One of the more bizarre election stories appeared in the Globe and Mail today — Dalton McGuinty is advancing the idea of hydrogen-fuelled GO Trains.
Regular readers here will know that my opinion of hydrogen as a transit fuel is thinly-veiled contempt on the best of days, and I am astounded to see McGuinty wandering down this technological dead end.
Fuel cells and hydrogen power have their uses, but they run into difficulties even at the scale of a city bus, let alone a railway car. If this were used for GO equipment, it would be at best for self-propelled cars running on minor lines that did not warrant full, locomotive-hauled trains. This is a niche market, not a mainstream replacement for existing equipment.
The article, by the usually well-informed Jeff Gray, says:
Most trains in the world use either greenhouse-gas-emitting diesel engines or electricity, which is cleaner but is still often generated using greenhouse-gas-producing coal plants.
A train that uses a hydrogen fuel cell to combine hydrogen with oxygen to create the electricity needed to run its motor would essentially be a zero-emissions vehicle, producing only water vapour, proponents say.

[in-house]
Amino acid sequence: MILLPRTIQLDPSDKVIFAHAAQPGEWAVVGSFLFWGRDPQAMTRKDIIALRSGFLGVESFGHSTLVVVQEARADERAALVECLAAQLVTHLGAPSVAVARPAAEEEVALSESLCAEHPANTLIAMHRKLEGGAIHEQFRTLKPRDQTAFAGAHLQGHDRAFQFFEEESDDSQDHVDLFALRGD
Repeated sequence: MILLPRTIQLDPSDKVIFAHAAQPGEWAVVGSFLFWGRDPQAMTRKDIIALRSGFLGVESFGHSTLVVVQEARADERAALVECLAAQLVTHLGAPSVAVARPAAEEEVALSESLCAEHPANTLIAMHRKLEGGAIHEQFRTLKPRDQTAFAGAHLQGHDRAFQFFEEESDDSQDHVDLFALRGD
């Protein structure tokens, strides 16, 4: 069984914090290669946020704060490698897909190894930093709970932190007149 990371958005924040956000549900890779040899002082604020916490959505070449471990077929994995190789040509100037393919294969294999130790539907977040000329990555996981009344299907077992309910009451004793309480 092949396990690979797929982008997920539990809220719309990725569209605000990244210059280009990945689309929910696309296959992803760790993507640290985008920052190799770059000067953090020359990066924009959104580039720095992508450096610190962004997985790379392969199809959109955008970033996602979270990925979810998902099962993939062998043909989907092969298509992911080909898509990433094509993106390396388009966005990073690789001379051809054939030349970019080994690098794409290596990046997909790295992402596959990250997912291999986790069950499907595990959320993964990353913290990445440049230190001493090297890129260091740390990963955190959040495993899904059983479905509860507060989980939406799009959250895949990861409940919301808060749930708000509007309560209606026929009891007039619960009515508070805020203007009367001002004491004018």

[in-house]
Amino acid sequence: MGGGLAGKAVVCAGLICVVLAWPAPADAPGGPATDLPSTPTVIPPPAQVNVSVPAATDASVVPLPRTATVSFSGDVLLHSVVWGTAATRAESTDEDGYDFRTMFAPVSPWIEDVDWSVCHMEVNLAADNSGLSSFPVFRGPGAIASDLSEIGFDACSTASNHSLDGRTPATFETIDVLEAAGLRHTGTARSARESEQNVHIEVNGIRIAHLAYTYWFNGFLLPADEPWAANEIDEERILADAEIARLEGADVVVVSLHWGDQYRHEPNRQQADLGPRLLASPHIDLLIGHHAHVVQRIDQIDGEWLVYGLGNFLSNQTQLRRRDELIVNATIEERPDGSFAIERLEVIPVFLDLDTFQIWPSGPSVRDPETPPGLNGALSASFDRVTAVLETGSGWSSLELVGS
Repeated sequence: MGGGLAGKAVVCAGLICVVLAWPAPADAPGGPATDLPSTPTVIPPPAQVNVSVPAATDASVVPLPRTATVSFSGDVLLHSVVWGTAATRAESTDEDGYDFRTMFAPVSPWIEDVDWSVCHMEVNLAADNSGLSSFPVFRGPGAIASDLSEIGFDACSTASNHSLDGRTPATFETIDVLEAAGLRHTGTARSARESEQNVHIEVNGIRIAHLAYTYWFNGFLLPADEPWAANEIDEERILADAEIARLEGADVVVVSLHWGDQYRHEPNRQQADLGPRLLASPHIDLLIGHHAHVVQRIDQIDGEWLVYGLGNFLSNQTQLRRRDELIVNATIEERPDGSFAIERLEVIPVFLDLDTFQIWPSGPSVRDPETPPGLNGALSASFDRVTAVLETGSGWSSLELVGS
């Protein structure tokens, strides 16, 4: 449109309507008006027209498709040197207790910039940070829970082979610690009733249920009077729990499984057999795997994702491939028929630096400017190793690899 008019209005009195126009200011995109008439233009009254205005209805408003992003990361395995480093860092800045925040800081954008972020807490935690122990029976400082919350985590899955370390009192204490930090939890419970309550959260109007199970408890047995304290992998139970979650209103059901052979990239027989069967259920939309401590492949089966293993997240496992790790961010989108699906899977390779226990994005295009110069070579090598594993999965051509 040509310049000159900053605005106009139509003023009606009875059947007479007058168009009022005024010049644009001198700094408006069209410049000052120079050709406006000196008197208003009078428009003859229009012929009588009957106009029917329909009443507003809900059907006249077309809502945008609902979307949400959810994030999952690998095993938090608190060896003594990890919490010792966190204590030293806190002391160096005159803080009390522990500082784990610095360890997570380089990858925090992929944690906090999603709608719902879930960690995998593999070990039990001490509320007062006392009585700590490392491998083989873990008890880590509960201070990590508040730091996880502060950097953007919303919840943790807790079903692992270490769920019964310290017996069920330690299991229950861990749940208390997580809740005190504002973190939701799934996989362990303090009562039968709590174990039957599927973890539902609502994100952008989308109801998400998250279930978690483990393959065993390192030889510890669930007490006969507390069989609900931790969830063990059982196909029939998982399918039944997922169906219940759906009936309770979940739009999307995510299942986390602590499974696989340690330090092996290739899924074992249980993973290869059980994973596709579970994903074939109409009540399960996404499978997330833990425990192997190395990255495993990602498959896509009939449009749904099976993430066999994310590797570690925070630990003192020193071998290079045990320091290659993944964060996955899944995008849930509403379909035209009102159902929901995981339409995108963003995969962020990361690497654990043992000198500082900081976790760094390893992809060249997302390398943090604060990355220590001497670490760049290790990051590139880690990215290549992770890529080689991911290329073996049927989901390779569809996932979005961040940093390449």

This is the usual bumpf about hydrogen power. Somehow, magically, it is a green energy source. However, the next paragraph tells us:
The trains might run on hydrogen produced by Ontario’s nuclear plants.
Yes, folks, you need energy to create the hydrogen gas in the first place, and roughly half of the electrical energy you use is wasted in splitting water into hydrogen and oxygen. Next, you have to get the hydrogen to the train, and this requires infrastructure for transmission and storage.
It’s a lot simpler to just string overhead above the tracks and power the locomotive directly with electricity. The diesel engine, by the way, doesn’t drive the train, it drives a generator to run the electric motors that drive the train.
Bombardier, to their credit, has not made any claims about jobs for Thunder Bay even though they have been drawn into this scheme. The reason is simple: Bombardier does not make locomotives, it makes passenger cars, and GO will need these regardless of the propulsion technology.
Of course, in the best tradition of Ontario transit projects, we could waste billions on a scheme that is an alleged technology leap and is greener than green. Spending money on facilities and services we actually need has always been a distant second consideration for transit planning in these parts.
GO Transit Electrification on the Lake Shore corridor is part of Move Ontario, and the Liberals would do us a big favour by concentrating on that project rather than wasting years on a technological boondoggle. Alas, transportation policy seems to come not from the GTTA but from the Premier, and we can expect more of this sort of meddling.